What is your exit strategy?
An overwhelming amount of performance practitioners have been ‘shit canned’ at some point in their career. Call it what you will, but the reality is that the is a reasonable chance you will end up not being wanted by an employer at some point in your career.
Here are a few different words and phrases to describe the exact same thing…
- Not renewed
- Asked to re-apply for your own job (and not get it)
- Moved on
- Passed over
- Made redundant (the someone else is employed in that role)
When any one of these hits you, it hits like a steam train.
Trust me I know.
When I got shit canned early in my career, there was an application process put in place for the job I was already doing. It was not a requirement for the organisation to do it, and to me, it was really fishy.
But I tried to think nothing of it, I was in post and doing a good job according to the employer (face to face conversation about how I was doing and what he needed to see from me in the interview) and also according to the line manager and all other staff members. The athletes were also happy as well.
So, I prepped well, I spoke to every member of staff for advice and input, and then I got feedback immediately after the interview which was all positive. I felt confident I had done enough.
As 1, 2, 3 days went passed I started to get a really really bad feeling. Even with the growing nerves, I didn’t think it was possible to not get my own job when all my feedback was great and the results were solid. Right?
Wrong. Low and behold I was told by my line manager that I hadn’t got my own job.
I’d been shit canned.
I was broken. Totally distraught, at the time it felt like the ultimate embarrassment that I couldn’t do enough to keep my own job.
On reflection and subsequent feedback, I received years later, I was never going to get my own job, and it was a way to make changes in the setup and I wasn’t part of the plans. I would have loved to have known upfront and at least had the big boss tell me face to face, but that’s not always how it goes is it.
I fumbled my way into another job, on very poor terms, but at least I was employed.
I learnt so many valuable things from this entire situation. But one of the most important things I learnt was that I didn’t have an exit strategy and I got exposed. I was left jobless because in some ways I had taken my employment for granted and not built any sort of backup plan. I was very exposed.
My network at the time was small and not full of people who knew people. It was full of people like me scrambling for a job. It didn’t work for or with me, which is exactly what you want from your network for times like these.
So I went about making some changes to ensure that even in our cutthroat industry, I had some semblance of security and control over my pathway.
Building an exit strategy
Why you need an exit strategy
The results of these 2 small surveys speak for themselves…
Our industry can be savage, and the vast majority of practitioners I know with 10+ years of experience have been shit-canned at some point. It’s not inevitable you will be shit canned, but there will inevitably come a time in your career where you do not want to be in your current role any longer. For any one of the following reasons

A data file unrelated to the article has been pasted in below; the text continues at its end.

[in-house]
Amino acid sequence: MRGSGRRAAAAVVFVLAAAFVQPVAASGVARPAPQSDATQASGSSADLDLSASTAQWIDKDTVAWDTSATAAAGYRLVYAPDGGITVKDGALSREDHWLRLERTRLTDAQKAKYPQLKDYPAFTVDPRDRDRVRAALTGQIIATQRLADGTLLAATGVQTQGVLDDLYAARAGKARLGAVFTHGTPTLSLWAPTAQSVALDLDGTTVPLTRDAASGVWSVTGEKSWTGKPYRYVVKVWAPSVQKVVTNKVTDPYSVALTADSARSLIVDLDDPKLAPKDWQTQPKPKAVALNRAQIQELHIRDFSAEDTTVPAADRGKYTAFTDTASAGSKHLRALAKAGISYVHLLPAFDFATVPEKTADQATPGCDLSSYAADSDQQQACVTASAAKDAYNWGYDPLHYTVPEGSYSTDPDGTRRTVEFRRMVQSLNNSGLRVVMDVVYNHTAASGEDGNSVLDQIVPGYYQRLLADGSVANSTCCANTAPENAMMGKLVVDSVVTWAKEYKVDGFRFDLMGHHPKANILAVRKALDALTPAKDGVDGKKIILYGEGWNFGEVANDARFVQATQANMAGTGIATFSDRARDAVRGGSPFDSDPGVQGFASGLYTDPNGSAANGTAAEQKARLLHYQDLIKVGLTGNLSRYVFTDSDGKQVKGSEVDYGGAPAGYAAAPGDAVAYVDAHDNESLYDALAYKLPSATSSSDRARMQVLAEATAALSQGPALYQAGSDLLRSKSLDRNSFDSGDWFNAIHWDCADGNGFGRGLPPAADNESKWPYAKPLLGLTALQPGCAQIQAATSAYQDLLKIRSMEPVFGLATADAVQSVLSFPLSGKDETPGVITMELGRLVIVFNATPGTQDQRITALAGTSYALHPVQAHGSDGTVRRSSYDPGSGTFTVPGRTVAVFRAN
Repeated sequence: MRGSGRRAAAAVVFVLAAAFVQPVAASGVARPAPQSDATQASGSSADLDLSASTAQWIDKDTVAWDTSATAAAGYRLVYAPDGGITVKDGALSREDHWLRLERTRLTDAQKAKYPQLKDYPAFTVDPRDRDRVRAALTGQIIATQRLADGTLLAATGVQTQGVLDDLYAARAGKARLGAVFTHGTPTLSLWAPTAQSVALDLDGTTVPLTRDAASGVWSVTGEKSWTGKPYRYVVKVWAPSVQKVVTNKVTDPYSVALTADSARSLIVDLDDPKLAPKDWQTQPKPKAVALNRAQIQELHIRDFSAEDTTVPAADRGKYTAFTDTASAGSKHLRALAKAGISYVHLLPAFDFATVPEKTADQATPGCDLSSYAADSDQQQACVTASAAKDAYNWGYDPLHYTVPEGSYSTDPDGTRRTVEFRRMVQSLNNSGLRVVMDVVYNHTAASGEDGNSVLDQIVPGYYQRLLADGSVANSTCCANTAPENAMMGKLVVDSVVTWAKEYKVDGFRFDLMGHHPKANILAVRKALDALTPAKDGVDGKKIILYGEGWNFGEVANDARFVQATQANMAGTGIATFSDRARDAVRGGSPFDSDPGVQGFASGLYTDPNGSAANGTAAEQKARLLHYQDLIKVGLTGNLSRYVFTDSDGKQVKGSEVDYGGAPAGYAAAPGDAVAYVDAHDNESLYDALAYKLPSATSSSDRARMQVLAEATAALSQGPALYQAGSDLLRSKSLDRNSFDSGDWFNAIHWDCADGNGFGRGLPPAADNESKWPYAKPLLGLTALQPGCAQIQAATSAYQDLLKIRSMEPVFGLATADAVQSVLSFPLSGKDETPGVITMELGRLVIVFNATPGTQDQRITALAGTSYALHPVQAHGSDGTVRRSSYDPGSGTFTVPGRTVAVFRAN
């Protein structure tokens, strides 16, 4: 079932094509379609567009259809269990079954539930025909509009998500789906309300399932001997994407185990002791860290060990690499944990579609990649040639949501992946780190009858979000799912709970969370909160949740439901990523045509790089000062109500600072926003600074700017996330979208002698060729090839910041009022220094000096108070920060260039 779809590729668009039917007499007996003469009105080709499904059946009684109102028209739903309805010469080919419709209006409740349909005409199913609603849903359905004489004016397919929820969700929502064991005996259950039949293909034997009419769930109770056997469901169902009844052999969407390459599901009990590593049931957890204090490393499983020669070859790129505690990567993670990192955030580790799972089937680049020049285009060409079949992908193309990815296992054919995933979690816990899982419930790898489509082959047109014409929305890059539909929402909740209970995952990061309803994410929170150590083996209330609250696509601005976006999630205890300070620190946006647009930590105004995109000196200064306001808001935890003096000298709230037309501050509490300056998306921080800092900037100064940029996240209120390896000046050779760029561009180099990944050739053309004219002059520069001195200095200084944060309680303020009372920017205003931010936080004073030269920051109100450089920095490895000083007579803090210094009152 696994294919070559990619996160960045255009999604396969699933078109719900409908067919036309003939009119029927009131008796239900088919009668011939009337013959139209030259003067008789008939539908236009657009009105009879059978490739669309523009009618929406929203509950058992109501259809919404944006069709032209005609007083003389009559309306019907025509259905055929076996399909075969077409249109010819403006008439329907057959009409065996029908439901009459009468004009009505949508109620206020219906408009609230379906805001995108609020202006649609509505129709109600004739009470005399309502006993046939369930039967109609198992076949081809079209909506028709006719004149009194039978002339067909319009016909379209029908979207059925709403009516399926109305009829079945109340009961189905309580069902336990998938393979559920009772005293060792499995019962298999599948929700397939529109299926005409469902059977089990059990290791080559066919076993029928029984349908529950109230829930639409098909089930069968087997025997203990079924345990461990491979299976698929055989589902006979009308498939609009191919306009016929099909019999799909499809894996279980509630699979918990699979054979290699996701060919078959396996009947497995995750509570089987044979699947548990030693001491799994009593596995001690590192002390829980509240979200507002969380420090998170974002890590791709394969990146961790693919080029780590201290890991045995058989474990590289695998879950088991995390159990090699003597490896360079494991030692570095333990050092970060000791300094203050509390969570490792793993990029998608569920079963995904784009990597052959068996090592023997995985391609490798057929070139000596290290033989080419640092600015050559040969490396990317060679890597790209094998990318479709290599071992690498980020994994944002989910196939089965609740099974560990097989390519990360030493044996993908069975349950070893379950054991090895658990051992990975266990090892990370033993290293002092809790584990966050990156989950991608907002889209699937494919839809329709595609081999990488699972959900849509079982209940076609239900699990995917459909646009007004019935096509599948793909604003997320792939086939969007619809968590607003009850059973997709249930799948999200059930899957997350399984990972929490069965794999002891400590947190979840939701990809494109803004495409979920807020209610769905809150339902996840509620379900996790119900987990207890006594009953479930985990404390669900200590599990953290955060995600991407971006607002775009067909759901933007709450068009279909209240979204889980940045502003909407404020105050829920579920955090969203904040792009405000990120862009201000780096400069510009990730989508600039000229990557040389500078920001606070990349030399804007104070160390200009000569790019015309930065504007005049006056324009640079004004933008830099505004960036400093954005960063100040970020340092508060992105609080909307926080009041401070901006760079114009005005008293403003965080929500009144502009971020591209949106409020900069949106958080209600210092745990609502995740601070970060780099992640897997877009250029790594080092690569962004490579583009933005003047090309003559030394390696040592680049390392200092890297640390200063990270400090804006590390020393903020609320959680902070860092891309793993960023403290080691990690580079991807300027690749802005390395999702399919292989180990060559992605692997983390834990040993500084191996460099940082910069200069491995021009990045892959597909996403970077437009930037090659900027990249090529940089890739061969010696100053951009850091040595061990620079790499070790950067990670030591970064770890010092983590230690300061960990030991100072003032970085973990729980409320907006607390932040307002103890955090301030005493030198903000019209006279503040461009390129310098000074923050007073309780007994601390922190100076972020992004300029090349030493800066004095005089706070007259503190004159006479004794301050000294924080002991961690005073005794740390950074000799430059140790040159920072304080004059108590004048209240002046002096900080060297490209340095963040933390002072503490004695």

- You have outgrown the role
- You are no longer stimulated by the work
- The boss’s vision does not align with yours
- You no longer feel valued
- You are not paid your worth
- You do not enjoy the job
- You no longer enjoy the environment
That is why you need to create your exit plan.
What people don’t talk about very often is the impact on your well-being of getting shit canned. It crushes your confidence, it can feel embarrassing, humiliating, humbling especially if you don’t see it coming. *
I love this next phrase but I have made a slight amendment
If you don’t like something.
If you can’t change it.
If you can’t accept it leave.
If you can’t accept it, engineer your exit
A really robust exit strategy is another one of a lot of performance practitioners blind spots
*What I will say here as a little side note, is that the personal cost of getting shit-canned is exponentially higher if you have defined yourself by your job. If your self-worth is centred around the job that you do.
How do you create an exit strategy?
Long before you ever need it that’s how
A couple of key strategies can help you build a really solid exit strategy.
- Career Periodisation
Whilst living in the present will keep you grounded and focussed on the task at hand, there needs to be a certain amount of forwarding planning to ensure that you aren’t left exposed and in the line for the jobcentre.
In an industry where a very small % of employing is actually done through an application process, your network is a must-have weapon.
Networking is very very simple. It is connecting with people who can teach you something, support you or help open doors for you. But it is not easy and it most certainly is not one-sided.
For me, there are 3 basics of networking.
- Building it
- Nurturing it
- Expanding it
a) Build it
This diagram is your one-stop-shop build your network guide.
b) Nurture it
If you don’t invest in your network it is a bit like planting a seed, not watering them or giving them sunlight and expecting a tree to grow.
It won’t happen.
A lot of people don’t know what investing in your network actually means. So I am going to spell it out here in detail.
- Understand it’s a transaction